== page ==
During lockdown 2 I plodded on with my Rother Class Lifeboat kit which I started in lockdown 1. There were many problems and trials with this kit which will form the subject of a longer article so here I will just give you the summary of where I’ve got to.

The GRP hull, complete with fore, aft and side decking and with two prop shafts and rudder mechanism installed is now ready for painting using Humbrol spray paints. As is the GRP cabin complete with portholes and window cut outs but without windows until after spraying. The boat looks as if it is in arctic camouflage at the moment.

The boat is driven by two Mtronik 600 brushed motors using two Hobbywing Qutrun 1060 ESCs powered by two 3S Lipos and two 3 bladed brass props from “Propshop”. The cast white metal props that came with the kit were rubbish! I was concerned about the limited movement of the rudder so I have fitted a transparent extension to increase rudder power.

Whilst building and preparing the big bits I also started assembling and painting the wheelhouse interior, complete with tools and crew and other items to be added to the cabin and hull after painting.

Assuming that the weather dries up a little bit I intend to start paint spraying soon but the boat won’t be finished for the end of lockdown 2. I guess it will be ready for our new season in the spring assuming we are allowed to sail again then.

Richard.

And secondly, his “Banana Boat”

Banana Boat Build – Part 1: Fabricating the Hull

During lockdown 2 I decided to build the Banana Boat Kit I have had in the cupboard for about 6 years, in parallel with continuing steadily with my Rother Class lifeboat kit. The Banana Boat build is novel to me in that it uses novel materials and techniques and the sailing of the final model will also be different. Following our attempts to keep you all entertained I decided that a sort of “blog” on progress might be good, probably in several stages. So here goes. Let’s start with what the finished model should look like:

Yes the hull looks like a Banana – hence the name. Some of you may have thought it was one of the cargo vessels that brings bananas to the UK. As you can see, twin masts really classifies it as a schooner, the two mainsails are gaff rigged and it is a “swing rig” setup. All new to me.

The kit was designed by Ian Campbell of the Weymouth & Portland MBC and at the time cost me £25.00 although that may be “mates rates”. The hull is made from 6mm Depron foam which is very light (and fragile) and is held together with Evostick Seriously Strong Stuff Ultimate Adhesive which comes in cartridges for which you need a gun to apply. The deck, sides and bottom of the hull are made from two halves of Depron which are pre-cut in sheets in the kit and which are glued together to make the full length, held flat with weights and laid on polythene sheet to prevent it sticking to everything. Depron is easy to cut but the knife needs a very sharp, new blade, or it will pull the foam rather than make a clean cut.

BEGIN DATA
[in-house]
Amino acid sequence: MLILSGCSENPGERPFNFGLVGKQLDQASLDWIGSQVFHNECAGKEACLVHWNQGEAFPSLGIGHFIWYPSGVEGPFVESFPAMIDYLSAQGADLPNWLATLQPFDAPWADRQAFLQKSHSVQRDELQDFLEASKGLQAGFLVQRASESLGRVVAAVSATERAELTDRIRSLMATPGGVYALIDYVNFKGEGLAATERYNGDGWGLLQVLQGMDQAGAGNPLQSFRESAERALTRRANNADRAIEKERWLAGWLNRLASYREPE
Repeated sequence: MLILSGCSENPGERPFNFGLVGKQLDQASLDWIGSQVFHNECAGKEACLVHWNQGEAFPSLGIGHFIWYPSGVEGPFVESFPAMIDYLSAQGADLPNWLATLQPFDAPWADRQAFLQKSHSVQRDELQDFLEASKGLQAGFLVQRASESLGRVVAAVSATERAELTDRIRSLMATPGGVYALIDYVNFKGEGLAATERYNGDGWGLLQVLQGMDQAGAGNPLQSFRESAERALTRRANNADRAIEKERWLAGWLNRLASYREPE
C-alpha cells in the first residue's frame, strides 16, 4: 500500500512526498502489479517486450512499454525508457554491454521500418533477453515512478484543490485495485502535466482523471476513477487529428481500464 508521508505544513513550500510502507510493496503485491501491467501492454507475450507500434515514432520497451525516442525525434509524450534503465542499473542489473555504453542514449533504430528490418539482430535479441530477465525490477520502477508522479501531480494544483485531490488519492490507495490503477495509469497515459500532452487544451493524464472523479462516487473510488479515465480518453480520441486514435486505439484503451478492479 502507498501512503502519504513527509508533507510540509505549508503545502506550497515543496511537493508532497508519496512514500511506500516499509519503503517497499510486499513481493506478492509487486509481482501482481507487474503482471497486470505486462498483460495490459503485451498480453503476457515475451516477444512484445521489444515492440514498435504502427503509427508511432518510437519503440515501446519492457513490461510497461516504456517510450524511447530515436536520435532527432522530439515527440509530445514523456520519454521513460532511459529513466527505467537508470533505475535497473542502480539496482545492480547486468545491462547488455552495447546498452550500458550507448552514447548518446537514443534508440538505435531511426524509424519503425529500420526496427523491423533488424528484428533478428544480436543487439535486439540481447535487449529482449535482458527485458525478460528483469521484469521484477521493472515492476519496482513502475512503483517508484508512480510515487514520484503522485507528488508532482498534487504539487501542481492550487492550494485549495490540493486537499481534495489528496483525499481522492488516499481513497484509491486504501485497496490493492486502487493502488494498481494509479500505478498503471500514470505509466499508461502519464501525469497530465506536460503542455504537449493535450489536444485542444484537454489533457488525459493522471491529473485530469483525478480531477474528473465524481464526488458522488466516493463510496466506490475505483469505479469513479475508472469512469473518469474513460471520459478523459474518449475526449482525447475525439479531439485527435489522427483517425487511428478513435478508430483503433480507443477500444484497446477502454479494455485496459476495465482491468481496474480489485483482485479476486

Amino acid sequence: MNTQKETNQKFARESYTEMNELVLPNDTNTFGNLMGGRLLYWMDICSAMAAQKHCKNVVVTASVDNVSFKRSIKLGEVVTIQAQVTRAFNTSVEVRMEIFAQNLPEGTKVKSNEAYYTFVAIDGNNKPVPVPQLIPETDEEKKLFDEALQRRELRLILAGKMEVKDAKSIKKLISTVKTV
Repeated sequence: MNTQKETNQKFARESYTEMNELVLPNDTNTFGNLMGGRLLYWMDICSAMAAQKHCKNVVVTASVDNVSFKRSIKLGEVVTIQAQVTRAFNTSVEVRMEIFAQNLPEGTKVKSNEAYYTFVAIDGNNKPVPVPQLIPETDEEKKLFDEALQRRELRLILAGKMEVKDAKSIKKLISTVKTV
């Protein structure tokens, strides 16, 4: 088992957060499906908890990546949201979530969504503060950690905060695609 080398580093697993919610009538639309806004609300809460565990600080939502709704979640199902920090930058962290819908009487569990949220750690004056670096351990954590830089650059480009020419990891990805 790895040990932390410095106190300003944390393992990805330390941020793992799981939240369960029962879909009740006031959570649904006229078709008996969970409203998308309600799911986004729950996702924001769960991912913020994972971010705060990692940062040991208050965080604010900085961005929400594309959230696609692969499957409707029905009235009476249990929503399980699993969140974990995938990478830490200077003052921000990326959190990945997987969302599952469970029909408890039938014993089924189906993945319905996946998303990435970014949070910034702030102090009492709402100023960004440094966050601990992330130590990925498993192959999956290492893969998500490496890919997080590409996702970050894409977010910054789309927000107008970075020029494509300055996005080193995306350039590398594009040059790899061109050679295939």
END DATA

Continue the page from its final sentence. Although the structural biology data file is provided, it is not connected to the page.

Sticking the fore and aft halves together proved to be no problem but I’ve never been so messy applying adhesive before. This was due to having to apply it using the gun which made precise working difficult. My hand wobbled! It was also because you needed two pairs of hands to hold the parts in position after gluing whilst applying tape and bands to hold it in place until it sets. The adhesive takes 24 hours to properly set and remains very slightly flexible. Having got all the parts the next steps is to assemble the “spine” of the boat, again from 6mm Depron. During this operation a slot for the keel had to be made by gluing two doublers to the two spine halves leaving the correct gap. A drawn plan is given to ensure the correct position and alignment. Following that the “bulkheads” are attached. You can see the shape of the banana now. The bow is the stalk end.

The deck, bow and transom plates, bottoms and sides and now added and this is where the second pair of hands comes in. Diane was good enough to help me hold it in position whilst I applied tape and straps and more tape and bands and more tape to hold the flat pieces to the curved spine shape. I got covered in glue which of course then spread to the surface I was holding. Yuk! Actually pins are no good on foam, they just pull out but they do keep sideways alignment OK. Fortunately the glue is soluble in white spirit so clean up of hands was easy enough. In the picture showing the bottom of the boat you can see the slot for the keel and also the messy finger prints on the surface. You can also see the access holes in the deck; the two smaller ones are for the 5 or 8 gram mini servos and the larger two for receiver and battery pack. The thin pieces of foam between the two larger holes is very fragile and I did manage to break it trying to hold the deck in place on the spine.

The structure of the hull is now complete and I took time out to make a cradle for the hull. I will turn this into a stand when the boat has its keel fitted. I must confess to using some filler on the finished hull where the struggle with the glue and alignment weren’t quite right but that won’t be seen under the covering. Be careful with what filler, some solvents in the fillers will dissolve Depron foam!  I made a point of testing fillers and glues on Depron scraps before using them on the model itself. Yes, the boat is covered in yellow (or green if you don’t want a ripe one) self-adhesive vinyl. You can’t paint Depron foam. Another new one on me.